Metanarrative appropriation will do several key things, then, in the life of a trauma survivor. It will, first, reframe their experience of suffering. It reminds them that suffering is not meaningless even if we don’t understand it. It reminds them that Christ does not wash suffering away, but He does transform it. Secondly, it will also place them into a relational frame of mind, reminding them that life is ultimately about the glory of God (Phil. 1:20-21; see also Rom. 14:8), not about self. As Eric Johnson writes:
Christianity’s focus on the biblical stories of God with others, concentrating on the story of Christ (in four Gospels!), helps believers to interpret themselves and their story in a larger relational context. Ultimately, it is not about me and my story but him and his story! Yet, at the same time, his story profoundly communicates the relative importance of my story, since my story is woven into his and uniquely expresses his glory, enabling Christians legitimately to break out of the solipsistic impasse of our fallen, auto centric predicament. (God & Soul Care, 151).
The meatanarrative of the gospel remind us that we exist for God’s glory, and yet it also validates our story as a unique contribution to the exaltation of Christ. As we are conformed to His image we add our voice to the storytelling of Christ’s glory and beauty. Our suffering, then, is not about us but about the glory of God, and yet it does validate our unique voice. In relation to this last point, and thirdly, we see that metanarrative appropriation also reorients us away from autocentrism. The world lives with the illusion of personal autonomy and independence. We are the authors of our own story, and we live to fulfill our own dreams, we are told. Self-actualization and self-realization are the keys to healthy living. The Scriptures tell us otherwise; the Bible places all humanity in subjection to God and tells our story as a subset of His larger design. Metanarrative appropriation serves to dismantle autocentrism and replace it with Christ at the psychological center of our lives.
A Theodramatic Exercise, then, will seek to utilize the framework of Christ’s death, burial, and resurrection to remind us of this larger story. The framework might look something like this:
Death – Christ’s death gives purpose to my suffering, even if I don’t see it.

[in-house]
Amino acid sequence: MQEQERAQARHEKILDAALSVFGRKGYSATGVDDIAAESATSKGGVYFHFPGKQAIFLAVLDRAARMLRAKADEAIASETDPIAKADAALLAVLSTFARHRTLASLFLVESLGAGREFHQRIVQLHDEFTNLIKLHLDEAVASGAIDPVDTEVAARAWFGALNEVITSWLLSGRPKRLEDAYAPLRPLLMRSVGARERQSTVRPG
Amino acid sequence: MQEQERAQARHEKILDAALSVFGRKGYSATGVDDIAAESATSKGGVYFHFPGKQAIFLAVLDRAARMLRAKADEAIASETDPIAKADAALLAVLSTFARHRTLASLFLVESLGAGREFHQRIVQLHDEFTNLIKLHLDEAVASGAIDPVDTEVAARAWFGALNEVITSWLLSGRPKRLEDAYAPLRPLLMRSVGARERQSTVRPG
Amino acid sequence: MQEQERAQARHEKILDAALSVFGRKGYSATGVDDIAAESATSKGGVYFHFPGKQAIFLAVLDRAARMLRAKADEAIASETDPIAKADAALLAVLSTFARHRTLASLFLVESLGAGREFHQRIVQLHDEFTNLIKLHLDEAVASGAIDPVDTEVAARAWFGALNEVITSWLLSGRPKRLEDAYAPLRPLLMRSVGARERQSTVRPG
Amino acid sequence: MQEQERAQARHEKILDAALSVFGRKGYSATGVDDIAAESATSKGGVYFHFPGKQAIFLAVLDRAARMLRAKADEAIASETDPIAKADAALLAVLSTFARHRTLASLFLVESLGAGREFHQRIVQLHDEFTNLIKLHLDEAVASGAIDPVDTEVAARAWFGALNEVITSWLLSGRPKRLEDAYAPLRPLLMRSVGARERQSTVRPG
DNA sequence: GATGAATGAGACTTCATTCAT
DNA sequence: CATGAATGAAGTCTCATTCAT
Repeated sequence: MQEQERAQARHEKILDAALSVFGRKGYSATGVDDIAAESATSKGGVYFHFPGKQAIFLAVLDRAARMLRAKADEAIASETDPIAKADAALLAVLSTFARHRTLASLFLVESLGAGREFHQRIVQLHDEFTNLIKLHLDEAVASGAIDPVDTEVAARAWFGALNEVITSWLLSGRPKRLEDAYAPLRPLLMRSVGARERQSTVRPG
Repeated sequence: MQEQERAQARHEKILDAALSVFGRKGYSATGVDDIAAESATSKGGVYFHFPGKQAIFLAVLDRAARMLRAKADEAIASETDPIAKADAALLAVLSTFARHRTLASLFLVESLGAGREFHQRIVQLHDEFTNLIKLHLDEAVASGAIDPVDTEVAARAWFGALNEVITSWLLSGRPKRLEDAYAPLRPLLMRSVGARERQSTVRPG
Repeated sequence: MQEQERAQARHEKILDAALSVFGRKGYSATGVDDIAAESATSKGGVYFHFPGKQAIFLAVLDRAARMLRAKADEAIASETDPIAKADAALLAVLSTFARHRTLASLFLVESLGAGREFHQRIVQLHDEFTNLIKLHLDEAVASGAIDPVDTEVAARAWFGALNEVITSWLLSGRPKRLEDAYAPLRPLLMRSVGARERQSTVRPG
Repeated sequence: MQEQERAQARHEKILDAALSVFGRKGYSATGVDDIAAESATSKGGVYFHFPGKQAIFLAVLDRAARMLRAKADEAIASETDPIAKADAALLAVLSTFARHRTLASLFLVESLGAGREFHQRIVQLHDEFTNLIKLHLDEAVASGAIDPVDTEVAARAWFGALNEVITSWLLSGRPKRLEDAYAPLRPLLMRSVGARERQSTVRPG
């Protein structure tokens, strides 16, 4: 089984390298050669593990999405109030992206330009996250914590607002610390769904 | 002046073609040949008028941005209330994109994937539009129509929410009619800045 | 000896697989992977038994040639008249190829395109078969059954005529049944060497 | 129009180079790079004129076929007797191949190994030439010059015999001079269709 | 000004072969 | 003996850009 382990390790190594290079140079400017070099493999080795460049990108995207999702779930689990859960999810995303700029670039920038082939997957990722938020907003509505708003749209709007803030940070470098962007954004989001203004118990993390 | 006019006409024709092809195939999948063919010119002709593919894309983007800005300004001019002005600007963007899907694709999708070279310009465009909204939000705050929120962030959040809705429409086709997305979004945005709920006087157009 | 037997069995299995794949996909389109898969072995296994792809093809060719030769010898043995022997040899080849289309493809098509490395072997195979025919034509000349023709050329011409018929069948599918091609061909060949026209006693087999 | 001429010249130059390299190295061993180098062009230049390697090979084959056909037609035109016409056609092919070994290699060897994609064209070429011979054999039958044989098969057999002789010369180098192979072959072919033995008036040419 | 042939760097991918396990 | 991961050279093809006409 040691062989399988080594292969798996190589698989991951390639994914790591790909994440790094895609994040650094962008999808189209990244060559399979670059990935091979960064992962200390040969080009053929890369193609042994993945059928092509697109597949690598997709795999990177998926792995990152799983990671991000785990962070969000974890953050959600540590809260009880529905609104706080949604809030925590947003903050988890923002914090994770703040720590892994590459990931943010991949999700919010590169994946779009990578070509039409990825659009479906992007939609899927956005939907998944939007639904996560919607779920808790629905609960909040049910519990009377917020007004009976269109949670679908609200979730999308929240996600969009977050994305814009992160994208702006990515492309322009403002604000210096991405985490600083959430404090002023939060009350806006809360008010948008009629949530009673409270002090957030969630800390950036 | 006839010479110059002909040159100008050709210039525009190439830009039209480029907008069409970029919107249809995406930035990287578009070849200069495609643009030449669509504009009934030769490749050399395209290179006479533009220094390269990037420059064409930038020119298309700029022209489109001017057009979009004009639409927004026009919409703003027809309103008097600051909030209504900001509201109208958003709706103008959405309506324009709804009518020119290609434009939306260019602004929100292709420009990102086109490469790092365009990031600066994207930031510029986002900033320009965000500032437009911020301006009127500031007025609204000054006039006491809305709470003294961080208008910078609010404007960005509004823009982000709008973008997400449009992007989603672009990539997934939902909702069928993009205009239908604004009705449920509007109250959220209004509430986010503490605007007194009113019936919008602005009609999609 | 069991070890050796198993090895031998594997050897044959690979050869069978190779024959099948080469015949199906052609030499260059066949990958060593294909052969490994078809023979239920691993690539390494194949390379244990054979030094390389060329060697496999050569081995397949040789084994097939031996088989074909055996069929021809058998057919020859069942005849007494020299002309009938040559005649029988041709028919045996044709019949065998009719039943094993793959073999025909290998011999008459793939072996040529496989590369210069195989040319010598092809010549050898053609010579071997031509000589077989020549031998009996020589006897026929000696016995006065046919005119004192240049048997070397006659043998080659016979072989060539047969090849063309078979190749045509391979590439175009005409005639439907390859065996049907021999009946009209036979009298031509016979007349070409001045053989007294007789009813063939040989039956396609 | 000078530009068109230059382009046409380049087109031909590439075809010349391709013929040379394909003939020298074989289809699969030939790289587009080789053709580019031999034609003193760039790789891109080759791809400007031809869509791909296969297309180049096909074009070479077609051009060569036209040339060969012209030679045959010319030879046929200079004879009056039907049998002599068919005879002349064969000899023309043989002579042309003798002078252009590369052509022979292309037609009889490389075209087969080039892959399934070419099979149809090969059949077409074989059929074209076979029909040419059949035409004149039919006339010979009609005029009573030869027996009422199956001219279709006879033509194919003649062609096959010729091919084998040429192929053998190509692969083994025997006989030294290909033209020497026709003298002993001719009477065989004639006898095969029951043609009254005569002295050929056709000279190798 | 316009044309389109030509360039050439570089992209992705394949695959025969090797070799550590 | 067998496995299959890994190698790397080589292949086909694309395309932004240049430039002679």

Burial – The life I had envisioned for myself is gone.
Resurrection – The life I now live, I live for Christ and His glory.
There is a reorientation that gives us a new vision of the future, one full of meaning and hope.
Suffering and Hope
Paul explores how Christ’s gospel narrative gives us hope when he describes suffering as a means to our own growth and maturation. In Romans 5:3-5 he writes about “rejoicing in suffering” because suffering helps us to grow, but ultimately he says it leads to hope because God’s Spirit of love has been poured out into our hearts. We read:
Not only that, but we rejoice in our sufferings, knowing that suffering produces endurance, 4 and endurance produces character, and character produces hope,5 and hope does not put us to shame, because God’s love has been poured into our hearts through the Holy Spirit who has been given to us.
Metanarrative appropriation extends to us hope because our story, as painful as it may be at times, has a larger purpose: the glory of God. Yet, that glory is not isolated from our own experiences of growth and personal gain. As paradoxical as it sounds, suffering leads to greater hope in the love of God.
It’s important for counselors to know that they are working towards this goal, it is not the starting place in trauma counseling. Many, many things must be done on the front end of counseling. Previous blogs have spoken of anchoring, of grieving the past, and of processing traumatic events. Counselees with traumatic memories will need help fighting triggers and traumatic memories. Trauma counseling is a long process. Yet, ultimately we want to move towards this goal of appropriating a believer’s union with Christ, for there is much hope and help found in this truth.
Praise Jesus for this biblical and compassionate set of articles on trauma. Thank you.